Did you think teaching was just knowing your content and classroom management?
As an 18-year teaching veteran, I've found teaching to be an incredibly rewarding profession. But it comes with challenges. Some common misconceptions about teaching add to the challenge.
Do you know what your emotional triggers are when interacting with students in stressful situations?
Do you dwell on your mistakes at the end of each day?
Learning how to manage your emotions and embrace your mistakes will help you to become more confident in yourself and your students.
Misconception #1: Teachers aren't allowed to have feelings
Before I become a teacher, I wish I'd known that certain classroom behaviors would be emotional triggers for me.
If many students weren't listening, I'd get upset and think "I'm not good enough!"
If we recognize this mind talk (that internal conversation you have with yourself), then we can do something about it.
Here are some strategies for teachers to deal with negative mind talk:
Exercise — creates endorphins in the body that clear your head
Journaling — writing your thoughts out is almost as good as exercise
Collaboration — working with others helps you understand that you're not alone
Many of your students didn't pass the midterm exam. You suspect it's because they haven't been listening in class. You notice you're telling yourself, "I'm not good enough to teach this class." What can you say instead? Select all that apply.
Misconception #2: Students will always cooperate
In a typical classroom, students are learning what the rules are and pushing them to see where the boundaries lie.
Typical rules that students break:
Not following instructions
Doing something "wrong" that wasn't intended
Talking when the teacher is talking
Learn reasons why kids break the rules.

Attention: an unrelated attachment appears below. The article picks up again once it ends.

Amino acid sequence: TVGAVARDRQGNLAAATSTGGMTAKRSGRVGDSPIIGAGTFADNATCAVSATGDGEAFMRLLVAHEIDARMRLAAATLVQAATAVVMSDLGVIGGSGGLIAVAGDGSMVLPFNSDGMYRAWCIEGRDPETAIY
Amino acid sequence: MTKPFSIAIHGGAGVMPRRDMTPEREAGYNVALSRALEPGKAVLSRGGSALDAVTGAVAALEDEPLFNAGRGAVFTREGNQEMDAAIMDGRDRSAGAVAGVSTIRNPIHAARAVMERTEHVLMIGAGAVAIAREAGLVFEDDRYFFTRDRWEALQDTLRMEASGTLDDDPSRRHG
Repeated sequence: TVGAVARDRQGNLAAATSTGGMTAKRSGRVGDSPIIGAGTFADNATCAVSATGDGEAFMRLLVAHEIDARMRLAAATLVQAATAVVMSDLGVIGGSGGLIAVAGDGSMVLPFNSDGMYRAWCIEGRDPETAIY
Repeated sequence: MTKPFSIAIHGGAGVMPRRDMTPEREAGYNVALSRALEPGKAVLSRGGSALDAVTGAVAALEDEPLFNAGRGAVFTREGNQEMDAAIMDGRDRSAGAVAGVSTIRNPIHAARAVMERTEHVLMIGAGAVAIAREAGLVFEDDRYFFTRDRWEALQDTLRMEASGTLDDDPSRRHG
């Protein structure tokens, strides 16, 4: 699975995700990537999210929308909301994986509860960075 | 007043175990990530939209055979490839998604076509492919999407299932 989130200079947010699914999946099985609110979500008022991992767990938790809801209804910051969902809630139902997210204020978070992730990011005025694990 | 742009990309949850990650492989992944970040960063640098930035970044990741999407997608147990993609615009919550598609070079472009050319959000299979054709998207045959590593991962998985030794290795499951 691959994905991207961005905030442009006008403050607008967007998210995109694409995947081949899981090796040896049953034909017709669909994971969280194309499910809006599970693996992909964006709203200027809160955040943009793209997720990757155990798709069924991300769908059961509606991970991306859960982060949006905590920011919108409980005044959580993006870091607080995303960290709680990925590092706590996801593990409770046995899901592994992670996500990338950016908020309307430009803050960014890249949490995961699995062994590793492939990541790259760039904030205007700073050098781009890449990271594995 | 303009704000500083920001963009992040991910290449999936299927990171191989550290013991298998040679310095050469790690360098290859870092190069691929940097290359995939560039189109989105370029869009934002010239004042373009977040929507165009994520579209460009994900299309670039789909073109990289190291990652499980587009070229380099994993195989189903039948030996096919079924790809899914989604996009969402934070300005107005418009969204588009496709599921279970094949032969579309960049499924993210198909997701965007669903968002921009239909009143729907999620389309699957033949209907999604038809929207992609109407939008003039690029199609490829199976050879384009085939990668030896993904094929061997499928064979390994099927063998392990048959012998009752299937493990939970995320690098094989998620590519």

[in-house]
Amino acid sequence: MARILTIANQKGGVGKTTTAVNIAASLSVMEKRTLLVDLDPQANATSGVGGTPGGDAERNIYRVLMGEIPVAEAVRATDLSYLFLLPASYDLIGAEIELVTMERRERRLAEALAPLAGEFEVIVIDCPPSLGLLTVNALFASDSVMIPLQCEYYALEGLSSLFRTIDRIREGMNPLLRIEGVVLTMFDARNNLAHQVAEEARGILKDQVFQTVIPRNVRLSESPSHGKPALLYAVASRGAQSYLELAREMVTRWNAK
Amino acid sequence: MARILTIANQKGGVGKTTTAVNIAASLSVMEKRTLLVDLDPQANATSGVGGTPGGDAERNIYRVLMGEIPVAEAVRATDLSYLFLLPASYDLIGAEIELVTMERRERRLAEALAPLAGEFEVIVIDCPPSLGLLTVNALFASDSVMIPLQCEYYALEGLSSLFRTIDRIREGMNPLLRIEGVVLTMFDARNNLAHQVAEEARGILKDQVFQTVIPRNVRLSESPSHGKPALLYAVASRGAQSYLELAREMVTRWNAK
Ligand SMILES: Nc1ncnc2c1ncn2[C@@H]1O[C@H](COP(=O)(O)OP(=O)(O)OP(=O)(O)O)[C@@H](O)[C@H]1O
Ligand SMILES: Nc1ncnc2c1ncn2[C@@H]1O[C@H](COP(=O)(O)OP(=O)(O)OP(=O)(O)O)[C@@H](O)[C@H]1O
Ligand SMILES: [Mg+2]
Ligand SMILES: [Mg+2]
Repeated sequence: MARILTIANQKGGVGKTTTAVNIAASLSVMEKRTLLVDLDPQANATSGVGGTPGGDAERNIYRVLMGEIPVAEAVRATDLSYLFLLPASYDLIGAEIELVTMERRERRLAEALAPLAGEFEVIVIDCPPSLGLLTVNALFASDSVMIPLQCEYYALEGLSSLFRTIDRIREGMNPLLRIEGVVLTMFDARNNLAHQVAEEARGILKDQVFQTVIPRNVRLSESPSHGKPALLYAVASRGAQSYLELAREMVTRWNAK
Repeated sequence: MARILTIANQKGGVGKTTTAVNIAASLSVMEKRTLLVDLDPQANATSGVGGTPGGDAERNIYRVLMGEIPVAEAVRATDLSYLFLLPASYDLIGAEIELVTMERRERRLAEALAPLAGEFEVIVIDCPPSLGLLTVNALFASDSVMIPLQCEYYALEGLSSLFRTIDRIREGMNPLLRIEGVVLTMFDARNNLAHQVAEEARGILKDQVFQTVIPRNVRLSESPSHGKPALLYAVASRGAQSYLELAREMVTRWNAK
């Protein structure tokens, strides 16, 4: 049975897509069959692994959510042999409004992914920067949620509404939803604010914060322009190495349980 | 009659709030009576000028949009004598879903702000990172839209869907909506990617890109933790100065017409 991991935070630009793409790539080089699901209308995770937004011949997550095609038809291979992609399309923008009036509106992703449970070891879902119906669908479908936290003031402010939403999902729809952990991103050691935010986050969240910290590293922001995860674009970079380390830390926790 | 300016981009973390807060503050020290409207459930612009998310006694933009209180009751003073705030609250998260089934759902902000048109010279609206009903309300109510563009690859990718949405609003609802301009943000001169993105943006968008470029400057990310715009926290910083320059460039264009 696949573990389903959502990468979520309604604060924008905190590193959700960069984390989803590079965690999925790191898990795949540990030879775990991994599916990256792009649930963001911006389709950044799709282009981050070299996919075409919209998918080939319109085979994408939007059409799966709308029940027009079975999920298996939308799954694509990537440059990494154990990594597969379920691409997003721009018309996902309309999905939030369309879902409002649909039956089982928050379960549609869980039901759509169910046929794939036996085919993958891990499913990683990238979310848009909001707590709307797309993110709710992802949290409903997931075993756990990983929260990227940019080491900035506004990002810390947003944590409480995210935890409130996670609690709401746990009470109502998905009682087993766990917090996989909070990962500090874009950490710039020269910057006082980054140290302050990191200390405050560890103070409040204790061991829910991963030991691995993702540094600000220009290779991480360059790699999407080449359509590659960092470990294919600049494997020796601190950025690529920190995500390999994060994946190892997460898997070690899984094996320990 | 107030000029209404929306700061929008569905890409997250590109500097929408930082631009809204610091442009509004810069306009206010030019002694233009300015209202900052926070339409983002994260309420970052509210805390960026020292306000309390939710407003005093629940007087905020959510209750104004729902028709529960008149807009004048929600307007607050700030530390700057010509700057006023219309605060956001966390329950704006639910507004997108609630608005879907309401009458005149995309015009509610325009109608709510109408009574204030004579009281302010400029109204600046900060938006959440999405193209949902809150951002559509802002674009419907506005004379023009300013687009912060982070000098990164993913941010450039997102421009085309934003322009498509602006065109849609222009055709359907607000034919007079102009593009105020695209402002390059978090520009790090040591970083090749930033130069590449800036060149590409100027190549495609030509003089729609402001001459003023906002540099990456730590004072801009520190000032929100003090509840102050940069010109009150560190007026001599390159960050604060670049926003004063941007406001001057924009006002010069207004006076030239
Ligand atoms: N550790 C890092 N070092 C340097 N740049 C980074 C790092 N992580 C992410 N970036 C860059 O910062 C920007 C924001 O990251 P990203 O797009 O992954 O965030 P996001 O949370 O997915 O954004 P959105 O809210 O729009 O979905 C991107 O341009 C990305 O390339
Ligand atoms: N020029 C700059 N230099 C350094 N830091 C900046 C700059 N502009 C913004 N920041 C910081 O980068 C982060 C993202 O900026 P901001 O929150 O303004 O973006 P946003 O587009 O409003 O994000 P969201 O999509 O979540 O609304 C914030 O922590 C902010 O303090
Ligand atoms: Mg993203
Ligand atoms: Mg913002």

What can you do when you start to doubt your capabilities to exert authority?
In my experience, I found that it's best to stop and check in with myself on student behavior before taking action.
One particular student who I thought was being disruptive was actually trying to clarify something I said with another student. We forget that not every student understands what we're saying.
You're upset after class that many of the students weren't listening. What can you do to manage this feeling in a positive way?
Misconception #3: You have to be perfect at all times
You're going to make mistakes, potentially a lot of them. Here's how to deal with them:
Wait until after you get home and are alone.
Write for 15-20 minutes focusing on your deepest emotions about one mistake you made while teaching.
Warning: you may feel sad after writing, though this goes away after a few hours.
The book Opening Up by Writing it Down by James Pennebaker & Josh Smyth has more details on how to make note of your experiences. This article summarizes the book.
Forgive yourself! Without this step, you'll continue to be upset, putting you in a negative frame of mind for the next time this happens.
Understanding yourself and what situations will trigger your emotional hot buttons will make you an outstanding teacher.
Practice this strategy to help make you an outstanding teacher:
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